- Note: If a player draws a card that has no note left with that rhythm value, he is not able to place a chip on the board and it becomes the next players turn.
Why I like it:
This is a simple game and it’s easy and fast to play. But it really works and you will see your students improve their ability to count rhythms and to quickly add them up. One teacher, Louise, who played the Halloween version, left this message a few years ago:
Thank you so much for this game, Susan. I have played it with my Grade 2 students and found that although they were hesitant at first, when adding up the dotted notes and the grouped semiquavers and quavers, after a couple of games they were seeing at a glance how many beats were in the groupings. Such a useful game. I may bring it out even when it isn’t Halloween!
Pumpkin Music Math
Today I am posting two Thanksgiving rhythm worksheets that you can start using right away.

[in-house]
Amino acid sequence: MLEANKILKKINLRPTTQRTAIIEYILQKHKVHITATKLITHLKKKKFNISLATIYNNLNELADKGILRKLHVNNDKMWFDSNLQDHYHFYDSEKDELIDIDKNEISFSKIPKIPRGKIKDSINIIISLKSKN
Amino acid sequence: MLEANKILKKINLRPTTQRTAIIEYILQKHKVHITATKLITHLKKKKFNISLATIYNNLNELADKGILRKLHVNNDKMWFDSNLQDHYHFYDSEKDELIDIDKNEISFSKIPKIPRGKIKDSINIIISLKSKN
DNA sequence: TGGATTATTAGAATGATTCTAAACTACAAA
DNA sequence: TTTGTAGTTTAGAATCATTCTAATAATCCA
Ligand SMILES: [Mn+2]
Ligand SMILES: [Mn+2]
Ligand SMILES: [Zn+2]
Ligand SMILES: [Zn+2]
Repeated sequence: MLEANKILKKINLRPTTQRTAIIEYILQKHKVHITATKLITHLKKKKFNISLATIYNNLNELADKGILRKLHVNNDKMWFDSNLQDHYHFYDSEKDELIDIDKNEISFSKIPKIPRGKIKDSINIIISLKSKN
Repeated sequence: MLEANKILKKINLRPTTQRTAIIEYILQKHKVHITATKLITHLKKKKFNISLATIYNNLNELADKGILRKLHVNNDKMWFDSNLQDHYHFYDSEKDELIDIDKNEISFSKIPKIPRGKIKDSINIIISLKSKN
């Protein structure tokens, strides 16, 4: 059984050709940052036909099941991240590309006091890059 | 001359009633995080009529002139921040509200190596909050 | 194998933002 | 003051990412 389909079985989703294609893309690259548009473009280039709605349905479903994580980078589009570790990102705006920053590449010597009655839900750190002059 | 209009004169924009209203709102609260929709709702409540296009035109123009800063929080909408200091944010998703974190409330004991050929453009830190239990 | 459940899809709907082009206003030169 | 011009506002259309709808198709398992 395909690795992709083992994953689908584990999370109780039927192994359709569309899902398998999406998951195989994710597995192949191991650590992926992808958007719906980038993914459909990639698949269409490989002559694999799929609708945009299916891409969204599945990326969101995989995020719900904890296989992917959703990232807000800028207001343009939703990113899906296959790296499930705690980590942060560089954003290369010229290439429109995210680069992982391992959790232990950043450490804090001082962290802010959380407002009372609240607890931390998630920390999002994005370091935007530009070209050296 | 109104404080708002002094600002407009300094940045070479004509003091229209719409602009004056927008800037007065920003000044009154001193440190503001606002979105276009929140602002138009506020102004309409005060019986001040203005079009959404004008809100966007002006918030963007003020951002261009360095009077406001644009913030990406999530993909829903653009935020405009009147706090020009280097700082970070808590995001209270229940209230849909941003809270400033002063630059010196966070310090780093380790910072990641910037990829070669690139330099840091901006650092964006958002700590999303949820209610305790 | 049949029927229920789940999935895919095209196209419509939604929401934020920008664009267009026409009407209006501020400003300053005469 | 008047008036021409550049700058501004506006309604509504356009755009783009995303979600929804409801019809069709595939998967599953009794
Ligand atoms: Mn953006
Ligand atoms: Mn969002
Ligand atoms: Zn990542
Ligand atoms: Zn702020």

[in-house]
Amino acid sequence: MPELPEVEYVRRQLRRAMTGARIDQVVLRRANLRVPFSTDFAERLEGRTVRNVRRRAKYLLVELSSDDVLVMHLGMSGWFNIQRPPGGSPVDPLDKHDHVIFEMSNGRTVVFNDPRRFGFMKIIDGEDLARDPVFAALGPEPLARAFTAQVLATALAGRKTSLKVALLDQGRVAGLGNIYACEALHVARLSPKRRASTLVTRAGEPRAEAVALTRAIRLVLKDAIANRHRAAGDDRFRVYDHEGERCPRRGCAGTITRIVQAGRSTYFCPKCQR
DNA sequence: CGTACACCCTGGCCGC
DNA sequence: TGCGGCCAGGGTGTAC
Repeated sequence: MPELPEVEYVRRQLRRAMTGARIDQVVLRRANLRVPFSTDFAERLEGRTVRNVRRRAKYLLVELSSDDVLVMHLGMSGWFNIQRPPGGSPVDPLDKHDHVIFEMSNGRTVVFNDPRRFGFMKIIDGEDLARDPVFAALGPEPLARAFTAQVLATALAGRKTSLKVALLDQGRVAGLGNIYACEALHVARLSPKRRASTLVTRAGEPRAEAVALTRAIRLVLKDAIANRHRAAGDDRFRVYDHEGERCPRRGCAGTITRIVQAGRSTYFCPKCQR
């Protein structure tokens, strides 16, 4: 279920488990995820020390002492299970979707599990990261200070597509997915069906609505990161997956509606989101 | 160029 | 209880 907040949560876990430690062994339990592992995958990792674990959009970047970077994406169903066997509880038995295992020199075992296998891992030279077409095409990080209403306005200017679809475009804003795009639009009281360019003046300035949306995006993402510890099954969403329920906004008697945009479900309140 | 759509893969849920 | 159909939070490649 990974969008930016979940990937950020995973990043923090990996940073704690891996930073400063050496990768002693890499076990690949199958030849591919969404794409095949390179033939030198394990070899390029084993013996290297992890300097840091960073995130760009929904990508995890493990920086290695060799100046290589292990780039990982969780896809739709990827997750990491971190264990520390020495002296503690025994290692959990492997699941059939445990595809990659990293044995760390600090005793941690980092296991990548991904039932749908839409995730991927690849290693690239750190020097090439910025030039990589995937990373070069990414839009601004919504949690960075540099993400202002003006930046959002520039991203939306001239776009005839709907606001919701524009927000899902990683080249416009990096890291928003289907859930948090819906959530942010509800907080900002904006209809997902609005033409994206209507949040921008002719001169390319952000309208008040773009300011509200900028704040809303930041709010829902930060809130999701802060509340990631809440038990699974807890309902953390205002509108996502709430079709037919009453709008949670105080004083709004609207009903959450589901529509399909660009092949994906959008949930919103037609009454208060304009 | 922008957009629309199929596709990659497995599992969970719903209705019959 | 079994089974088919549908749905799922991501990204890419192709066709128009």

My students seemed to know instinctively how to do these worksheets. Students add the quarter note in the middle to the patterns in each group and write the answer as a note in the blank. Try to remind them to use a note instead of a number. This way it is not as difficult to learn 6/8 meter later on.
Dotted notes are tricky to explain, but if you remind them that a dotted quarter note equals 3 eights (and keep reminding them), it makes it a lot easier.
- “One and a half beats” is confusing to young students who may not have learned fractions in school.
- “A dotted quarter note equals 3 eight notes” is easier to understand.
That is why the Kodaly method uses 3 eighth notes tied together to teach a dotted quarter note.
Are you looking for more autumn activities? Try these.
Hide the Pumpkins – a worksheet to identify notes and piano keys in several levels.
The Pumpkin Patch – a fast board game.
Kandy Key Signatures – students construct key signatures with candy corn. They can also draw them.
Pumpkin Notes – write the names of notes on the staff.
It’s October – 2 composing activities – on-the-staff composing and pre-reading composing.
Pumpkin or Leaves – a fun, very fast game using the piano keys to review or learn the names of piano keys.
For Thanksgiving games and worksheets, check out this link.
No one wants to feel left out during the holidays, so I’m posting some Hanukkah printables. One of them, Color the Hanukkah Gift, is already on my site, but this is a new version.
Menorah Candles – Students draw lines from notes to letters in the music alphabet. This includes a few ledger line notes, so it’s not for beginning readers.